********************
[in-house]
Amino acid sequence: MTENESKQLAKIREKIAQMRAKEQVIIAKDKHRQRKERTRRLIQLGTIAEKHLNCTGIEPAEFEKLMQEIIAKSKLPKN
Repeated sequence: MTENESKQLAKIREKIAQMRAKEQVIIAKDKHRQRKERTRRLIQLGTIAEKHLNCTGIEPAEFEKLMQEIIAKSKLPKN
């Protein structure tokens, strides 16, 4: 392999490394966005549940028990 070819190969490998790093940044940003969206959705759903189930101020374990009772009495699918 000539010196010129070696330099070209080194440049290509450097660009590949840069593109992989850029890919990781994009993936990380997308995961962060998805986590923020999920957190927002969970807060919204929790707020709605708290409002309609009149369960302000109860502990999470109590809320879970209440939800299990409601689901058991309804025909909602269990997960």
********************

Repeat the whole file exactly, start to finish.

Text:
[in-house]
Amino acid sequence: MTENESKQLAKIREKIAQMRAKEQVIIAKDKHRQRKERTRRLIQLGTIAEKHLNCTGIEPAEFEKLMQEIIAKSKLPKN
Repeated sequence: MTENESKQLAKIREKIAQMRAKEQVIIAKDKHRQRKERTRRLIQLGTIAEKHLNCTGIEPAEFEKLMQEIIAKSKLPKN
């Protein structure tokens, strides 16, 4: 392999490394966005549940028990 070819190969490998790093940044940003969206959705759903189930101020374990009772009495699918 000539010196010129070696330099070209080194440049290509450097660009590949840069593109992989850029890919990781994009993936990380997308995961962060998805986590923020999920957190927002969970807060919204929790707020709605708290409002309609009149369960302000109860502990999470109590809320879970209440939800299990409601689901058991309804025909909602269990997960």